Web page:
Refinement Database

Database on Refinement of Housing, Husbandry, Care, and Use of Animals in Research

This database, created in 2000, is updated every three months with newly published scientific articles, books, and other publications related to improving or safeguarding the welfare of animals used in research.

Links to the full text for publications that appear in open access journals or are published on the AWI website are provided under the abstract.

Tips for using the database:

  • This landing page displays all of the publications in the database.
  • Use the drop-down menus to filter these publications by Animal Type and/or Topic.
  • Clicking on a parent category (e.g., Rodent) will include publications relating to all the items in that category (e.g., Chinchilla, Gerbil, Guinea pig, etc.).
  • You may also add a keyword to further narrow your search.
  • Please note that at this time, only publications dated 2010 or later (with some exceptions) can be filtered by Animal Type and Topic. Most publications older than 2010 can only be searched by keyword. 

The concept of the 3Rs (Refinement, Reduction and Replacement) has been used as a framework for improving the welfare of laboratory animals for the last half century. By establishing an animal-centric view on housing and...

During the development of potential new medicines or agrochemicals, an assessment of the safety profile to humans and environmental species is conducted using a range of different in silico and in vitro techniques in conjunction...

Research in ecology and wildlife biology remains crucial for increasing our knowledge and improving species management and conservation in the midst of the current biodiversity crisis. However, obtaining information on population status often involves invasive...

The serval (Leptailurus serval) is a small African felid that is well represented in zoos and often serves as an animal ambassador in encounter programs with zoo visitors. The impact on serval welfare in relation...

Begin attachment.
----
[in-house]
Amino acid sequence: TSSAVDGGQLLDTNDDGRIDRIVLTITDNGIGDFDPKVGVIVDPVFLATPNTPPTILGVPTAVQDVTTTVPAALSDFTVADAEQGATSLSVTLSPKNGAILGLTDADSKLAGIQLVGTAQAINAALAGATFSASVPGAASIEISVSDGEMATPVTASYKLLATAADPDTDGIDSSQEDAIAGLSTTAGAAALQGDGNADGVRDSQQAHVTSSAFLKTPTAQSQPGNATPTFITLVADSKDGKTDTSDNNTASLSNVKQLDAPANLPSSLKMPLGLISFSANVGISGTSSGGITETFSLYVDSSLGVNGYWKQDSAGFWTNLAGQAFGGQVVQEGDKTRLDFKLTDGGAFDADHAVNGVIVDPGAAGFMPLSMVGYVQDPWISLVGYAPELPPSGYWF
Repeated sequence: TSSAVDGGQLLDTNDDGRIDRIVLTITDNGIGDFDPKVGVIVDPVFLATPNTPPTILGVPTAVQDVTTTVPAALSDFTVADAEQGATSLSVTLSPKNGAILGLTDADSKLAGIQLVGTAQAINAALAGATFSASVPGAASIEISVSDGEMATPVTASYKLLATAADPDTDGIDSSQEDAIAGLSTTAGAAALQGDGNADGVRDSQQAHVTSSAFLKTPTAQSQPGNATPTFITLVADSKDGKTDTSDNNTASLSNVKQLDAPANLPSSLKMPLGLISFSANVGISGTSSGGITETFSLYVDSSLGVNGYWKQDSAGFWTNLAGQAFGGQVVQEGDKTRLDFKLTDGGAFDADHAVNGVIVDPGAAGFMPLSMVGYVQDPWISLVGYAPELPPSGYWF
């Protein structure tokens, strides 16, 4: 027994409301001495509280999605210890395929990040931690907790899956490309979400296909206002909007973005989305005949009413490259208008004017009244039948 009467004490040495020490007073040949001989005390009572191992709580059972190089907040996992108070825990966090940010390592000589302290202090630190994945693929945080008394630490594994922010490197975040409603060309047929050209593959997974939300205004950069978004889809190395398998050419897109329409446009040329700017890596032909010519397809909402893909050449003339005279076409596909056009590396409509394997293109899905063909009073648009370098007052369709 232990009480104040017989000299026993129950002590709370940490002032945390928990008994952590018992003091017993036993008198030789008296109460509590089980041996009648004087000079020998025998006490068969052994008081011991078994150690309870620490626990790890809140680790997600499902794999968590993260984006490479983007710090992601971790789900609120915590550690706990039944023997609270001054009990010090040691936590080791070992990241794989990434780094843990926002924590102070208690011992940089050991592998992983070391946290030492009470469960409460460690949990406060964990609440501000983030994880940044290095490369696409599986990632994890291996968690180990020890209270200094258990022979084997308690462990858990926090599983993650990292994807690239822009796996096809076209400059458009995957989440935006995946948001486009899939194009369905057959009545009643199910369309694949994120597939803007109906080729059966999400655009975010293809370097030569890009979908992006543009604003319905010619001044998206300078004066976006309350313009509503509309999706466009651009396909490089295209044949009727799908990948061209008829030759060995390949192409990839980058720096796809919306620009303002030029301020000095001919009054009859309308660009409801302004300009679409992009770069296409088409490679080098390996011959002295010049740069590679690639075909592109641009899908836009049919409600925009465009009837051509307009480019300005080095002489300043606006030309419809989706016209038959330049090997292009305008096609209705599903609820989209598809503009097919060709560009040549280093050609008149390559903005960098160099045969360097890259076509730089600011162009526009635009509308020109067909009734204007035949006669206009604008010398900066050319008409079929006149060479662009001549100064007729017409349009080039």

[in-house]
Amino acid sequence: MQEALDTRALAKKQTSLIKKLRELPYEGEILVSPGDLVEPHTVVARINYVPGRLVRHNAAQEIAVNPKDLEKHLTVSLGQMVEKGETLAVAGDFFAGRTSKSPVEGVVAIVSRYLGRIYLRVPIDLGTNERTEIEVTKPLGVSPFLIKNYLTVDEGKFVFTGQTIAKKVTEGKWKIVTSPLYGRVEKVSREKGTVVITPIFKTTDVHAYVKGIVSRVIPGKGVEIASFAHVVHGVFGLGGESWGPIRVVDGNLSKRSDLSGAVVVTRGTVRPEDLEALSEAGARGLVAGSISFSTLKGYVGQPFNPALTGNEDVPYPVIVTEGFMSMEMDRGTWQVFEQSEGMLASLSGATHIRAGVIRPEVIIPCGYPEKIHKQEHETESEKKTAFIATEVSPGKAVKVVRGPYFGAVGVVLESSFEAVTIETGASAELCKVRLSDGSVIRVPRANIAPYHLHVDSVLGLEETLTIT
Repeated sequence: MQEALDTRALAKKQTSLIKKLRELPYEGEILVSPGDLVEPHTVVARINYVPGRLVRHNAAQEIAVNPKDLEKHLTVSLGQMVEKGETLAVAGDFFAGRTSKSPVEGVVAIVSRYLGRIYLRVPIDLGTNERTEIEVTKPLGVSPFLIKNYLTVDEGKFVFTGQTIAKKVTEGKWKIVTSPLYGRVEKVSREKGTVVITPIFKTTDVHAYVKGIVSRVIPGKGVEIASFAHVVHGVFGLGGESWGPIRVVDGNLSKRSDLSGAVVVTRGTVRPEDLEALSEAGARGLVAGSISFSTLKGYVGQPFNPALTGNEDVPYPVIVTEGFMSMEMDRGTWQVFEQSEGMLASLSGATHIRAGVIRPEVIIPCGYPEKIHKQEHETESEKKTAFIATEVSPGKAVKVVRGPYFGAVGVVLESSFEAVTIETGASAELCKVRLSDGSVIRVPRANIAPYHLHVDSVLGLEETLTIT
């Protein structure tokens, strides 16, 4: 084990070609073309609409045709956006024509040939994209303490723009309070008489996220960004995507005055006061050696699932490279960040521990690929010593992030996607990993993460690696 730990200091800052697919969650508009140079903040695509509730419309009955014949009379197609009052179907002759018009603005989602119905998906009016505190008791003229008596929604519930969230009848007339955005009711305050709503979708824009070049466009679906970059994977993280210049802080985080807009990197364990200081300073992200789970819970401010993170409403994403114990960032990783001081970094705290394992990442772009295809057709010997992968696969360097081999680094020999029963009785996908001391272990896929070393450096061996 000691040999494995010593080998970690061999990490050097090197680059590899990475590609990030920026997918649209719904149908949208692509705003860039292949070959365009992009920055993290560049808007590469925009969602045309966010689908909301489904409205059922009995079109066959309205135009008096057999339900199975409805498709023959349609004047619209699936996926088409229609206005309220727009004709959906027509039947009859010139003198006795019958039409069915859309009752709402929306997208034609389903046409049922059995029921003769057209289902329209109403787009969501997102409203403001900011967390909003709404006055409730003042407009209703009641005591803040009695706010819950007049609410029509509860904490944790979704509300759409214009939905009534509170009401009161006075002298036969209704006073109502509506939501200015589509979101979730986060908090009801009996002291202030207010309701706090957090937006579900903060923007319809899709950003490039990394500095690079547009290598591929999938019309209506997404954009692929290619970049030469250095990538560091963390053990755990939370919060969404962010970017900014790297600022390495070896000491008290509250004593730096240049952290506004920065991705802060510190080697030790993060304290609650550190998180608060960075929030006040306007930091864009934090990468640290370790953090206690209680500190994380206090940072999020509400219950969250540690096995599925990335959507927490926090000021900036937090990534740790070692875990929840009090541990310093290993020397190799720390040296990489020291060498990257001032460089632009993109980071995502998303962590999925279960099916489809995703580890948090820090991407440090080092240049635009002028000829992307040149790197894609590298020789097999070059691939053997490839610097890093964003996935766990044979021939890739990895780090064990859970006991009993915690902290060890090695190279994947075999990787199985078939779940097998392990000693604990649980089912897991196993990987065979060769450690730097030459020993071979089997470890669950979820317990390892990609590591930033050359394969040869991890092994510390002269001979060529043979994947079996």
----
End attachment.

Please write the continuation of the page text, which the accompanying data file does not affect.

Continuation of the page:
Blood sampling through the caudal vasculature is a widely used technique in fish biology for investigating organismal health and physiology. In live fishes, it can provide a quick, easy and relatively non‐invasive method for obtaining...

This is the 5th volume of selected discussions that took place on the electronic Laboratory Animal Refinement & Enrichment Forum between February 2016 and December 2019. The forum was created in October 2002; it allows...

Pet rabbit welfare is a hidden crisis: Inappropriately housed, fed, and not routinely provided healthcare—rabbits can often suffer painful conditions and shortened lifespans. This study provides novel understanding of owners’ perceptions of rabbits’ mental capabilities...

Domestic animals often seek and enjoy interacting with humans. Positive human–animal relationships can elicit positive emotions and other positive welfare outcomes. Nevertheless, our understanding of the underlying processes that govern the positive perception of humans...

Physiotherapy can be used to treat an animal following surgery, to help correcting abnormal gait and for treating tendon, bone or ligament damage. […] Of course, an animal can’t just be given a set of...

The impact of behavioural disorders on animal welfare in modern animal husbandry has been much debated. While other abnormal behaviours have been explored at length, there are a paucity of studies on tail-biting in rabbits...